San Diego Ocoyoacac is one of the least well-known of the original settlements of Miguel Hidalgo. Historically the town was the western edge of Tacuba, the ancient settlement of Tlacopan. The fame of ancient Tacuba lies mostly in its siding with the Mexica of Tenochtitlan to form the Triple Alliance. That Alliance finally defeated the Tepaneca of Azcapotzalco (just to the north), and led to the glory of Tenochtitlan in the 15th century.
The Nahuatl name means “in the nose of the ocoquahuitl or ococuahuitl,” referring to a type of pine tree. And so we can better translate the name as “Where the ocotes or pines begin.” This emphasizes the neighborhood’s position on the western edge of Tlacopan, with only forest still further west.
Today the neighborhood is lucky enough to include the giant Parque Bicentenario also to the north (see the map). And the park reveals much of neighborhood’s more recent history. The area became heavily industrialized by the end of the 19th century. The refinery, in today’s park, was surrounded by factories, and this neighborhood was known mostly for housing some of the many workers.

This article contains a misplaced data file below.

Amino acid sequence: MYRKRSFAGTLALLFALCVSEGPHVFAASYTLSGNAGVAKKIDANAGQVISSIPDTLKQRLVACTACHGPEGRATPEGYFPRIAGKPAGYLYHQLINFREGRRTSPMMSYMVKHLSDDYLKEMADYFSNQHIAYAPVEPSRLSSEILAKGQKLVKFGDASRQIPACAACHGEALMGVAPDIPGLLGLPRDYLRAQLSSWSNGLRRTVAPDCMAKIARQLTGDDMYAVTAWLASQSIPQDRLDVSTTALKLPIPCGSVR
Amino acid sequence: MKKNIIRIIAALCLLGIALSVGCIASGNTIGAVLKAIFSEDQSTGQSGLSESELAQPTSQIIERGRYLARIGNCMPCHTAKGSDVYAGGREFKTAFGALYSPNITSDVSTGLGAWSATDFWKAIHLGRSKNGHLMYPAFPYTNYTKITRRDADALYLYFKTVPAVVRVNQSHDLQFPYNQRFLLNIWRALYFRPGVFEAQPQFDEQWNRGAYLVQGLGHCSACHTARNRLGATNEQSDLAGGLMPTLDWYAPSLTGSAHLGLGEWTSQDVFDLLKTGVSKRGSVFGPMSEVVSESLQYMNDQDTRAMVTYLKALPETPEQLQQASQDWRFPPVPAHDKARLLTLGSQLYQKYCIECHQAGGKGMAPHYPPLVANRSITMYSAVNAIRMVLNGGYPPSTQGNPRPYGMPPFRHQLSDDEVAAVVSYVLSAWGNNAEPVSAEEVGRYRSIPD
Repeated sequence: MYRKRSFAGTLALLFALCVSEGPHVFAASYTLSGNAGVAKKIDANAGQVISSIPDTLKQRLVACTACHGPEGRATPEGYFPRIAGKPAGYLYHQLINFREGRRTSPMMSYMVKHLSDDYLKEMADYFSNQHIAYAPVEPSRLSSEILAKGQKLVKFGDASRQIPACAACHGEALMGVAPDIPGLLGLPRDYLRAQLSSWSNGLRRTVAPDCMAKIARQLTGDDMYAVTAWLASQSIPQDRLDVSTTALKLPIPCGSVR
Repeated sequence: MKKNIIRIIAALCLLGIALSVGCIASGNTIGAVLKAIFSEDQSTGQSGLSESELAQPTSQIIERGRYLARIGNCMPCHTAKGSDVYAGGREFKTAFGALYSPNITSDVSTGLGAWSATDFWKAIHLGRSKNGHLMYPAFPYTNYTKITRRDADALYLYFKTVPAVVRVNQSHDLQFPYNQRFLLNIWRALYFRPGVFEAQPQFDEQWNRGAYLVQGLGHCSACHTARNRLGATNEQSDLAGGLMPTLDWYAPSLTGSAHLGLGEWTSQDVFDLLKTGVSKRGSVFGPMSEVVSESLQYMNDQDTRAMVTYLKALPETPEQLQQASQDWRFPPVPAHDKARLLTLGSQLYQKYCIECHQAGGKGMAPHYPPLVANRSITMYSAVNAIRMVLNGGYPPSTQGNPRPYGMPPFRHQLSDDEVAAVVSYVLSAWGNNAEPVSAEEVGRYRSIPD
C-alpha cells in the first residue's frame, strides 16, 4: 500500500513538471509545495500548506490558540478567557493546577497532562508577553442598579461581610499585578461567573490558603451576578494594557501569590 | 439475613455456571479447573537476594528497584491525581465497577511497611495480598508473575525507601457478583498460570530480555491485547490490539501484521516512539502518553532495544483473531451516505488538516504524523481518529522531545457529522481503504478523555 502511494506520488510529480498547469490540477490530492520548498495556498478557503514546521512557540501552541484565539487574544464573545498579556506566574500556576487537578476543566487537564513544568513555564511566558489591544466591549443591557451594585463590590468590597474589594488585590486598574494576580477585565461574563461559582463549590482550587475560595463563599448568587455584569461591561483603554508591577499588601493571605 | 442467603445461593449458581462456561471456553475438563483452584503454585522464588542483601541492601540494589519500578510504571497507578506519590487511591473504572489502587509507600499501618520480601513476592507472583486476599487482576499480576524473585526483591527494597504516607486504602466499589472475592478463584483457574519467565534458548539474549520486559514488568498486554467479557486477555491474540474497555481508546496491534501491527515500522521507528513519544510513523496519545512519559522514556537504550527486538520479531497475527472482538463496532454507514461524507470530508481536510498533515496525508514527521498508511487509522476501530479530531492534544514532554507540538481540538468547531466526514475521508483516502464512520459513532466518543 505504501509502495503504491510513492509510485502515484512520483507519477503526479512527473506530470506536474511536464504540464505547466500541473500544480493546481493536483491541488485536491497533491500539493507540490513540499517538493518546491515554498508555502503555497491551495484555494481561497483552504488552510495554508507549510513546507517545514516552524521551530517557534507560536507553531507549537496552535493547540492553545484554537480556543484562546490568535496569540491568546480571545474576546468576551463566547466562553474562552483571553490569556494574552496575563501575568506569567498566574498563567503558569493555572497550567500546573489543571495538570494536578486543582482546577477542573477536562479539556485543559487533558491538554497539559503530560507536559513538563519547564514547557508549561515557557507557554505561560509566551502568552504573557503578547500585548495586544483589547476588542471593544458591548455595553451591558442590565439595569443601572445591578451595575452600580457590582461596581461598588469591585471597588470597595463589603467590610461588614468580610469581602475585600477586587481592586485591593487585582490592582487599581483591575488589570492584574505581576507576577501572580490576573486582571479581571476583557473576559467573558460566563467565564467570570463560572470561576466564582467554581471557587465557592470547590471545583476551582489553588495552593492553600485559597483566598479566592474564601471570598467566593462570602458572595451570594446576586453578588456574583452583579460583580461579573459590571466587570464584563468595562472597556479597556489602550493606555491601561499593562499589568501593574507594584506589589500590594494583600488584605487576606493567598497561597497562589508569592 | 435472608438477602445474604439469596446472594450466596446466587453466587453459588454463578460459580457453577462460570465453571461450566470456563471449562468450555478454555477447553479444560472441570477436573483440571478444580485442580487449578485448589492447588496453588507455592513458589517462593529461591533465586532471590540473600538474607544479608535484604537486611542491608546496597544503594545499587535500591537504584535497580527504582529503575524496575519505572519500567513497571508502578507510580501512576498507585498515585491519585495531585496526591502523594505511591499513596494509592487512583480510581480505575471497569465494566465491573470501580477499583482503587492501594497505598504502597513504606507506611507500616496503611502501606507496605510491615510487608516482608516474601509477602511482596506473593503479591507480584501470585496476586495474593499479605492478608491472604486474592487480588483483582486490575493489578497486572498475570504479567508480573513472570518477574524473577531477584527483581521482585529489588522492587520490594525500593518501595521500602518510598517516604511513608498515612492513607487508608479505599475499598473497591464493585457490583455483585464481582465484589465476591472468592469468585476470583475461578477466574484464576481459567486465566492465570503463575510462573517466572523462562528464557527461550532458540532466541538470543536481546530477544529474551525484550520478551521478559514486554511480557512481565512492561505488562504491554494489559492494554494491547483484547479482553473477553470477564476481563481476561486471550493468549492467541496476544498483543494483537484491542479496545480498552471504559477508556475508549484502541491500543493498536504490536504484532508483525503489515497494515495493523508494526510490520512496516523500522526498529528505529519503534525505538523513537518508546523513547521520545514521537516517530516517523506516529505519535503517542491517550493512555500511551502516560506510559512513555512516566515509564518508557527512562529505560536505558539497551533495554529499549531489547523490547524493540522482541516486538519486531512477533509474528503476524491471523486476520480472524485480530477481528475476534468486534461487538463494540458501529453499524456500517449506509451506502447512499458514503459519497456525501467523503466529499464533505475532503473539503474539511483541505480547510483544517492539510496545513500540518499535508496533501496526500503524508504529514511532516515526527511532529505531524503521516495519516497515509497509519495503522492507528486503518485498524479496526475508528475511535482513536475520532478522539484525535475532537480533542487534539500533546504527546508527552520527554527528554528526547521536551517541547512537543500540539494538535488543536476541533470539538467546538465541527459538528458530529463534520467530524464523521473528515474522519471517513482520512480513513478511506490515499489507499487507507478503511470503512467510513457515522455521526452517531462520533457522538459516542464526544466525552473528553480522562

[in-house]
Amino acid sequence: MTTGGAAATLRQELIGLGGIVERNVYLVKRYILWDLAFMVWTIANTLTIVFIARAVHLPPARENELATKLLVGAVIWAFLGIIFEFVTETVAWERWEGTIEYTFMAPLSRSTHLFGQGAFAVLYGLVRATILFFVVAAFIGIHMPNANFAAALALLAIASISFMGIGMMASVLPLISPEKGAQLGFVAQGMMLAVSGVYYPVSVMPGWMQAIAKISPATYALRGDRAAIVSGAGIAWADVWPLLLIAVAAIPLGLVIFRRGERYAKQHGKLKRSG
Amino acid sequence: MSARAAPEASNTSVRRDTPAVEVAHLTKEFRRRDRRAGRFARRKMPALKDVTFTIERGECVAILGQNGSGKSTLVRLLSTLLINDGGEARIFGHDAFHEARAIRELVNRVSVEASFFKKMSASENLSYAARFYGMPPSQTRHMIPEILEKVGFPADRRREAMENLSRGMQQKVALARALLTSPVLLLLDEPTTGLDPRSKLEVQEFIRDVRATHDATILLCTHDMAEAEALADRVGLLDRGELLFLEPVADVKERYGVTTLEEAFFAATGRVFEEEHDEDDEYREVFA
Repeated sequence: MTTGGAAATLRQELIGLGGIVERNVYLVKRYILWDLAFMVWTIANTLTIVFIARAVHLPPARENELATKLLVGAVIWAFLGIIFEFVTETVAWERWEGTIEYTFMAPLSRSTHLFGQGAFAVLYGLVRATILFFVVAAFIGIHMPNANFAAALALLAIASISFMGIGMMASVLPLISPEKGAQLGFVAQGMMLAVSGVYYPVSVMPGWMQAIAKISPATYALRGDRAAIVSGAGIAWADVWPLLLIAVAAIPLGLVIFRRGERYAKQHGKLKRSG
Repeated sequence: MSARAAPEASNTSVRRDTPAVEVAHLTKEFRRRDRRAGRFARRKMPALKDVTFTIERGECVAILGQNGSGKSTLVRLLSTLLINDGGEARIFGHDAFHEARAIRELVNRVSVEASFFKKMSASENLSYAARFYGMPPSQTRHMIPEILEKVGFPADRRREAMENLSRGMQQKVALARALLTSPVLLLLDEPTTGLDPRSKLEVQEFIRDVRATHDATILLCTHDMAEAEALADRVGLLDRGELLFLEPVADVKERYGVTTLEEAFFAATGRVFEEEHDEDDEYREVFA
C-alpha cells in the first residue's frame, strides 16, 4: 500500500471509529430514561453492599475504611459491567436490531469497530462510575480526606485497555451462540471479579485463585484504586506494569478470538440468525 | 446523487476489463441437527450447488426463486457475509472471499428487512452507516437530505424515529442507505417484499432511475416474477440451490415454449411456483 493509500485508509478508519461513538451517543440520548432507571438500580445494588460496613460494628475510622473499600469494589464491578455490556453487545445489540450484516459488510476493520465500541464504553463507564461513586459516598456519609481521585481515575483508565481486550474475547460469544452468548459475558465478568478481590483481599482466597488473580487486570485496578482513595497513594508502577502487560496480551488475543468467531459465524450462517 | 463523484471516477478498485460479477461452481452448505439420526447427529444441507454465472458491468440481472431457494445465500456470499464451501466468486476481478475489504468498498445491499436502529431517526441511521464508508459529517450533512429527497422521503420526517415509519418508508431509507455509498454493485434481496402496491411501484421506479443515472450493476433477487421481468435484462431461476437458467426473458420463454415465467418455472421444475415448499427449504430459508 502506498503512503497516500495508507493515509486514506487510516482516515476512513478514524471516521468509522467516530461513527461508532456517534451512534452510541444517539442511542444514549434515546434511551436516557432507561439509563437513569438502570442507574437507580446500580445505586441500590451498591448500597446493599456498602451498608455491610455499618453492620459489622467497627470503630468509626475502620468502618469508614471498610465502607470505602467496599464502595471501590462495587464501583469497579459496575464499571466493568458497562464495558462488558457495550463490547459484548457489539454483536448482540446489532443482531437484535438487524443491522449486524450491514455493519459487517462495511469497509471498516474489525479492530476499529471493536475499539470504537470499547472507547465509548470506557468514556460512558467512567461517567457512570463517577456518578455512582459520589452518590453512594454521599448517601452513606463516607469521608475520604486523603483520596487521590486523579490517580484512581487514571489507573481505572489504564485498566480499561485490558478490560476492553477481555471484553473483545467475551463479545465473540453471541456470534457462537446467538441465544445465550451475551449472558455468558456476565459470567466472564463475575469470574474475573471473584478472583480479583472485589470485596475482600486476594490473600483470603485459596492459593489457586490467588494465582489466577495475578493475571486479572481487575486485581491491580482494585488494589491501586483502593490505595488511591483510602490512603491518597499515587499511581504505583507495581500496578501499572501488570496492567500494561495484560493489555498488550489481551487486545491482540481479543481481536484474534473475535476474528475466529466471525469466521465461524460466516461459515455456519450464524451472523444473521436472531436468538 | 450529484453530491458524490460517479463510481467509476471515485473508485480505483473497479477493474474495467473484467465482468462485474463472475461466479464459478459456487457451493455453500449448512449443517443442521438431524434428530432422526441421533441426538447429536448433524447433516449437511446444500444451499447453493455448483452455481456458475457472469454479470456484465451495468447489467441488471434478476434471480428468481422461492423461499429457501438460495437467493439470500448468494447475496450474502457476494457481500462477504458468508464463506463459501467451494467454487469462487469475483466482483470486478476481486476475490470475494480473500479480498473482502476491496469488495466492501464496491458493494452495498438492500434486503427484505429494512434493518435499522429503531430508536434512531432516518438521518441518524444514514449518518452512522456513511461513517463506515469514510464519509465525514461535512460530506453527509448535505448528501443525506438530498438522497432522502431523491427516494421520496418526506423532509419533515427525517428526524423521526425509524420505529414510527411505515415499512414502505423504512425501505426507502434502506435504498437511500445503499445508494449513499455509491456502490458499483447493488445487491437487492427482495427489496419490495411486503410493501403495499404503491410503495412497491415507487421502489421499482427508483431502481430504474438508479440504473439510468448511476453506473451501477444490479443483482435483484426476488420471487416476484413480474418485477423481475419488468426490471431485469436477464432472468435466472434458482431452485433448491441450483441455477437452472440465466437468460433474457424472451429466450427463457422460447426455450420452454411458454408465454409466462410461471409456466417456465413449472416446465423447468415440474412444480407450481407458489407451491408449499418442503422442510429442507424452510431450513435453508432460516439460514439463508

Today San Diego Ocoyoacac is still known for a few housing developments that replaced the old tenement housing. It’s probably better known still, for the “Torito” detention center where those convicted of driving under the influence are processed and detained. That facility replaced a good-sized meat processing center that was closed when the giant Rastro de Ferrería opened in 1955.
The remains of the older mid-century market are geared more to the neighborhood. But the Mercado Gascasónica is no small potatoes. It’s a giant neighborhood market and serves as a distribution point for much of this part of the City, and especially, for this end of the Calzada Mexico-Tacuba.
The site of the legendary defeat of Hernán Cortés in 1520, along the ancient causeway.